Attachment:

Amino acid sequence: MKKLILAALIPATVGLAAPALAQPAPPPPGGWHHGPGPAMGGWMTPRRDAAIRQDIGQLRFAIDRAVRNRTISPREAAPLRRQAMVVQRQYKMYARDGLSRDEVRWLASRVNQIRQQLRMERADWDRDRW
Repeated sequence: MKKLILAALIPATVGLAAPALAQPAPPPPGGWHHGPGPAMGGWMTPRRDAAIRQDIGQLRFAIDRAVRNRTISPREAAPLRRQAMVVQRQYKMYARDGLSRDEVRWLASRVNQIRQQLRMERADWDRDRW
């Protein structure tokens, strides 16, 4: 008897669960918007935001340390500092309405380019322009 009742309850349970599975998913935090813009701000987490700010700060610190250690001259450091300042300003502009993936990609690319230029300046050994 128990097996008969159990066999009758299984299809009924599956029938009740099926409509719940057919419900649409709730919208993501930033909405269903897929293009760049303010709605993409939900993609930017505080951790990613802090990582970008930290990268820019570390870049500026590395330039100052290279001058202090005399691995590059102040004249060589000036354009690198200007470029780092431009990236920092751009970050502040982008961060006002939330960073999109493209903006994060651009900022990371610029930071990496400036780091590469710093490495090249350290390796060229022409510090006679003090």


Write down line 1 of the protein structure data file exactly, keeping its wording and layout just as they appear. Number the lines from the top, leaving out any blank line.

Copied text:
Amino acid sequence: MKKLILAALIPATVGLAAPALAQPAPPPPGGWHHGPGPAMGGWMTPRRDAAIRQDIGQLRFAIDRAVRNRTISPREAAPLRRQAMVVQRQYKMYARDGLSRDEVRWLASRVNQIRQQLRMERADWDRDRW